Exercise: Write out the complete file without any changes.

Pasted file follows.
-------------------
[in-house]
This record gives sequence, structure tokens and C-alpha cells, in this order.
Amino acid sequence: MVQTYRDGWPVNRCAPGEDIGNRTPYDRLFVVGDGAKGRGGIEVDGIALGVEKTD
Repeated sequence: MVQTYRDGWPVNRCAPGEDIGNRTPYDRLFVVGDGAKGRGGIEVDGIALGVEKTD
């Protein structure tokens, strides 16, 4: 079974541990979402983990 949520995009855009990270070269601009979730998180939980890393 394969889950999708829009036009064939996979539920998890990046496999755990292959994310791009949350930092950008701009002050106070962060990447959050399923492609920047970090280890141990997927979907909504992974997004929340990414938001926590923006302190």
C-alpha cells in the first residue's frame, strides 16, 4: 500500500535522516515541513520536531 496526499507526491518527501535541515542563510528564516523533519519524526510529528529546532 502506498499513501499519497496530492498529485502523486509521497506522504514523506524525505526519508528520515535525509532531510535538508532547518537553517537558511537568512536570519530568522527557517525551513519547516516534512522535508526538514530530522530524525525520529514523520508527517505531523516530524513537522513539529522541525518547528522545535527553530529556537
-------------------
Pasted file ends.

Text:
[in-house]
This record gives sequence, structure tokens and C-alpha cells, in this order.
Amino acid sequence: MVQTYRDGWPVNRCAPGEDIGNRTPYDRLFVVGDGAKGRGGIEVDGIALGVEKTD
Repeated sequence: MVQTYRDGWPVNRCAPGEDIGNRTPYDRLFVVGDGAKGRGGIEVDGIALGVEKTD
């Protein structure tokens, strides 16, 4: 079974541990979402983990 949520995009855009990270070269601009979730998180939980890393 394969889950999708829009036009064939996979539920998890990046496999755990292959994310791009949350930092950008701009002050106070962060990447959050399923492609920047970090280890141990997927979907909504992974997004929340990414938001926590923006302190």
C-alpha cells in the first residue's frame, strides 16, 4: 500500500535522516515541513520536531 496526499507526491518527501535541515542563510528564516523533519519524526510529528529546532 502506498499513501499519497496530492498529485502523486509521497506522504514523506524525505526519508528520515535525509532531510535538508532547518537553517537558511537568512536570519530568522527557517525551513519547516516534512522535508526538514530530522530524525525520529514523520508527517505531523516530524513537522513539529522541525518547528522545535527553530529556537